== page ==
ABSTRACT. As highlighted in the recent Symbola Report, the contribution of an effective policy system must not be limited to the classic financial support of the sector, but rather to structure governance actions of the interdependencies and positive externalities of the sector, repositioning the strategic role of the same to the internal of the Lisbon Agenda, enhancing investment in creativity, encouraging the production, distribution and consumption of cultural and creative activities, promoting training activities for cultural and creative practice. In this context, the central and strategic role of the AFAM Institutions (High artistic musical and dance training) is placed, as a central context for training in this sector and for the development of increasingly useful and spendable skills in the labor market and in the field of the creative professions. Only study paths constantly linked to the continuous emergence of new creative professions will be able to create added value for the internal productive and economic system of the country. The present contribution presents the features and evolution of the AFAM system, analyzed with particular reference to courses in the field of creative and performing professions: design, fashion, artistic design for the company.
ABSTRACT. On July 23, 1969, the Chancellor Lord Geoffrey Crowther gave the inaugural speech of the UK Open University, renowned for the words starting its four paragraphs: “we are open as to people, as to places, as to methods, as to ideas”, stating a concept of openness which characterized the mission of the Open University and still does so. The concept of this institution has been set since 1963 with another name, “university of the air”, aiming to take advantage of the new technologies in order to allow higher education to reach a wider public, namely adult students. In this paper we focus on the switch that took place from 1963 to 1969 to the new concept, “openness”, that linked the two traditional aspects, “people” and “places”, with the methodological issue, coming in the same years from the curriculum theories. We then discuss how the concept of openness evolved thereafter, with the introduction, in the last 15 years, of the Open Educational Resources and the Massive Open Online Courses.We then report an extract of the transcript of Lord Crowther’s speech, after highlighting its importance in the history of Distance Education.
The top ranking of Finland in OECD’s statistics seems not to affect the destination choices of Italian students going abroad. Finnish leadership in Higher Quality Education seems neither a significant aspect nor a decisive element in choosing to study in Finland.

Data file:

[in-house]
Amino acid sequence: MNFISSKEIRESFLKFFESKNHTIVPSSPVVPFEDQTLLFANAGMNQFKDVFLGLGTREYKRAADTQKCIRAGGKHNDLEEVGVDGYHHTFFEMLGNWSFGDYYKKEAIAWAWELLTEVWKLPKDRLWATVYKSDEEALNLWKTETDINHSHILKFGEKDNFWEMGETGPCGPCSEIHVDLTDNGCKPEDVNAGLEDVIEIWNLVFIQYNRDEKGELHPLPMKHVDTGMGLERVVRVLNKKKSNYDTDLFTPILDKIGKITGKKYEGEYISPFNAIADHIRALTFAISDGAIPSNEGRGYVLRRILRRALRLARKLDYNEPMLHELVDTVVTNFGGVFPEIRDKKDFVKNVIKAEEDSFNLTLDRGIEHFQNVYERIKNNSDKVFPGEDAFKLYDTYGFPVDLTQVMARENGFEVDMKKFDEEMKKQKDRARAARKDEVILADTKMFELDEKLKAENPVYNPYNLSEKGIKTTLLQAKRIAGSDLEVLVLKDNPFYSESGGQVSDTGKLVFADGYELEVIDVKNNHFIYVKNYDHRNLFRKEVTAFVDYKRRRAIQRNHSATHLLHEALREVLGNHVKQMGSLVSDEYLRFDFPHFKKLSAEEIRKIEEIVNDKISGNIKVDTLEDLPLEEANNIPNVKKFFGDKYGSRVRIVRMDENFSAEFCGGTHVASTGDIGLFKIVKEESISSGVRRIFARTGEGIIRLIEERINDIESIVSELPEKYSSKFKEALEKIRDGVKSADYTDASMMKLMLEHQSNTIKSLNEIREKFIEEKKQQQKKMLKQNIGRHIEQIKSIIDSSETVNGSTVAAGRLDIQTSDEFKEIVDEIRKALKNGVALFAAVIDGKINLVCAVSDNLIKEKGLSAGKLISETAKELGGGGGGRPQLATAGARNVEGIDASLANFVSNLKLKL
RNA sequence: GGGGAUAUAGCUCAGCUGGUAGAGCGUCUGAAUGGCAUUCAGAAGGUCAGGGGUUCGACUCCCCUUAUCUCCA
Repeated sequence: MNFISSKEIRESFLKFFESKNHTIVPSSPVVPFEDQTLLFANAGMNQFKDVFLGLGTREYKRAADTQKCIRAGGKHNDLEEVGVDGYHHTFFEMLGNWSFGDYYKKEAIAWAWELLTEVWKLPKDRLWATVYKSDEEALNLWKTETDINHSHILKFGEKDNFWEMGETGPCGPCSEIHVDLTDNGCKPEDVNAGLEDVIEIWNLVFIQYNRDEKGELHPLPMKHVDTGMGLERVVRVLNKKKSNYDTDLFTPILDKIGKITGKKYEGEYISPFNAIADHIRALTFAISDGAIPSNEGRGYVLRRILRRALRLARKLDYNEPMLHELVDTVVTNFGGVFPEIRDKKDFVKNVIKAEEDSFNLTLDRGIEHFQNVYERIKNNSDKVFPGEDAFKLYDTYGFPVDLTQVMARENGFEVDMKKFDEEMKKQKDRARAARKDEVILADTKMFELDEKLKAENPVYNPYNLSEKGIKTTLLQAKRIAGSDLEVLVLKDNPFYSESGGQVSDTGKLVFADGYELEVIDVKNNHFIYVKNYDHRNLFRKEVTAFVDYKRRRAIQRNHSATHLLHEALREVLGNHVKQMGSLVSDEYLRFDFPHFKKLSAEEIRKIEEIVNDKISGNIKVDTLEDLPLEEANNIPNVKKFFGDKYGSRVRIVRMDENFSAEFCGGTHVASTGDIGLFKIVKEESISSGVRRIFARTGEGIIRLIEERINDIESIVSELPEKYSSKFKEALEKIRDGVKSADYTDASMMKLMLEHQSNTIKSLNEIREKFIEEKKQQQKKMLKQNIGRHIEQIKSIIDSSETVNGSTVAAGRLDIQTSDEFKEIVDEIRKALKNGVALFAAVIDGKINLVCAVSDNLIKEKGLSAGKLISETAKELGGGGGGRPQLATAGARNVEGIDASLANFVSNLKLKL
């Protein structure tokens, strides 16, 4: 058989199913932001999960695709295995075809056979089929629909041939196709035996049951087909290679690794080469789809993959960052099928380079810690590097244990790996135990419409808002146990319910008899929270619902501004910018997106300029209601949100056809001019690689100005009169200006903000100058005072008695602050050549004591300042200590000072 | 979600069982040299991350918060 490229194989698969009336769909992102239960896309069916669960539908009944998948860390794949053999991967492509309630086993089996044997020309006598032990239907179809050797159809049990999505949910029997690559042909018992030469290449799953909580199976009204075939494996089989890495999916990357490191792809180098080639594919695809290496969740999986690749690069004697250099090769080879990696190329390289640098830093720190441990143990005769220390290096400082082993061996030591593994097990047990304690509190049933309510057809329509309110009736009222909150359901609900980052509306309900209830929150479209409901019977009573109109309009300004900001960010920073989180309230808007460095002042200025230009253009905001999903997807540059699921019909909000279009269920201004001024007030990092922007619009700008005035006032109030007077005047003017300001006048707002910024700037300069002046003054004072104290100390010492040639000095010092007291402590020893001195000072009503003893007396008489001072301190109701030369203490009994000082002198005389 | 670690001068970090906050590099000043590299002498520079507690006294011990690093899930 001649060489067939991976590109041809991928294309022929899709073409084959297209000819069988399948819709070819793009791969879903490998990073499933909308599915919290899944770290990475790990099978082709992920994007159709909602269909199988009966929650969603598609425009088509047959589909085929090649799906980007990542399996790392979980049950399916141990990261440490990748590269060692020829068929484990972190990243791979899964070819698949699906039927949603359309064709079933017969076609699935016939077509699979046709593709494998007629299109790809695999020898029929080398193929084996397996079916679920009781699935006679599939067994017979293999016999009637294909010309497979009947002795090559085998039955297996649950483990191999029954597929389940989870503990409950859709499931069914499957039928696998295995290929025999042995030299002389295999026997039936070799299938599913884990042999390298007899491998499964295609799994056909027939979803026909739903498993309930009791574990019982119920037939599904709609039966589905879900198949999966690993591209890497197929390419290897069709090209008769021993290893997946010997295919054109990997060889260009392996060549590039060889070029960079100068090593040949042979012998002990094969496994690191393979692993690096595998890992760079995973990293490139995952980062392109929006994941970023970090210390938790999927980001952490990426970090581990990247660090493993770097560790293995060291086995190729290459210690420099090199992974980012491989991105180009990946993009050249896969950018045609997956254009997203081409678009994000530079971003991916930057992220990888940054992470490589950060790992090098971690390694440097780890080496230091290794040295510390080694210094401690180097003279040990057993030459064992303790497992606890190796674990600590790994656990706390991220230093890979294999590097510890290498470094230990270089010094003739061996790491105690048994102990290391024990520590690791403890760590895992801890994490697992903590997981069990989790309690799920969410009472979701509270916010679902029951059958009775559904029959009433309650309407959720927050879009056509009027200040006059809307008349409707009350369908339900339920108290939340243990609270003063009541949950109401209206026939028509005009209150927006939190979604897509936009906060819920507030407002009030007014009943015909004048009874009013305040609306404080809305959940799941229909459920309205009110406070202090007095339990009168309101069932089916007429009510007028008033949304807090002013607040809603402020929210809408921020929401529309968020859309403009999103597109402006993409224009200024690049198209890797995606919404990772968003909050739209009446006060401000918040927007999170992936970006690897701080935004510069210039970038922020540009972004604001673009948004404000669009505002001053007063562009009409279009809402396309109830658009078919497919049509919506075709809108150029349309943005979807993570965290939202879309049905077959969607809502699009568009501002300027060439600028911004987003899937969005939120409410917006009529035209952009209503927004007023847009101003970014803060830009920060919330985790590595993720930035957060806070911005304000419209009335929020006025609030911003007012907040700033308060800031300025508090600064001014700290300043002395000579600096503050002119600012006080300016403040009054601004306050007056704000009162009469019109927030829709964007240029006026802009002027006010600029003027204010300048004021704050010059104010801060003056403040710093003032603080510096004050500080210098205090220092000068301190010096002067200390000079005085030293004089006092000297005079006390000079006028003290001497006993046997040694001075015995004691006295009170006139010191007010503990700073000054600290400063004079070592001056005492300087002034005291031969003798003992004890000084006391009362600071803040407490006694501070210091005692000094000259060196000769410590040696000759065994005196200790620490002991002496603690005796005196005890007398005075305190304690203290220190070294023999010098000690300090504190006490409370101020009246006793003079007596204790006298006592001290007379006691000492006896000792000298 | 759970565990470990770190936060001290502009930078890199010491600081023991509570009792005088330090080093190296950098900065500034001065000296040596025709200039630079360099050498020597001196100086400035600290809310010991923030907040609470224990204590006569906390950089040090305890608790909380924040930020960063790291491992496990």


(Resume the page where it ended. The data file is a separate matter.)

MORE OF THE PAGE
Received: 24 July 2013
Revised: 12 September 2013
Promoting students’ critical thinking (CT) has been an essential goal of higher education. However, despite the various attempts to make CT a primary focus of higher education, there is little agreement regarding the conditions under which instruction could result in greater CT outcomes. In this review, we systematically examined current empirical evidence and attempted to explain why some instructional interventions result in greater CT gains than others.
Article first published in “Higher Education Studies”, V. 4 (2014), n. 1. Published by Canadian Center of Science and Education and reprinted with permission. This article is distributed under the terms of the Creative Commons Attribution License.
The rapidly changing landscape of the economy and technology demands an innovative lens through which to view the educational needs for the future. If deployed effectively, technological applications can enable students to learn independently of time and space and the monopoly of traditional seat-time requirements may need to be supplemented with models that support a broadening student profile. In some universities, a robust online learning resource and the employment of learning analytics has been found to foster student retention and improve completion rates. This paper will explore a competency-based higher education model in the context of the Bologna Process within the European Higher Education Area.
The future is not a result of choices among alternative paths offered by the present, but a place that is created – created first in the mind and will, created next in activity”. The methodologies of 21st Century learning and teaching offer positive, hopeful answers in an age of austerity and exponential change. Ubiquitous information, open global communication, instantaneous, universal and almost costless access, challenge the rights of universities to assure the quality of learning. Lost in translation is profound teaching and learning – the kind which changes the course of lives and colours existence with meaning and moral significance. Teaching is an art, a conversation between people, an act of service; a desire to serve the common good. While 21st Century learning and teaching is challenging traditional taught delivery patterns and methods, these challenges may turn out to be a blessing in disguise for the future of learning. Learners have already learned how to collaborate, share and care for the other outside the constraints of formalised learning. They are equipped, as John Schaar says, to make paths to the future because the activity of making the future using the affordances of social technologies has changed both the maker and destination.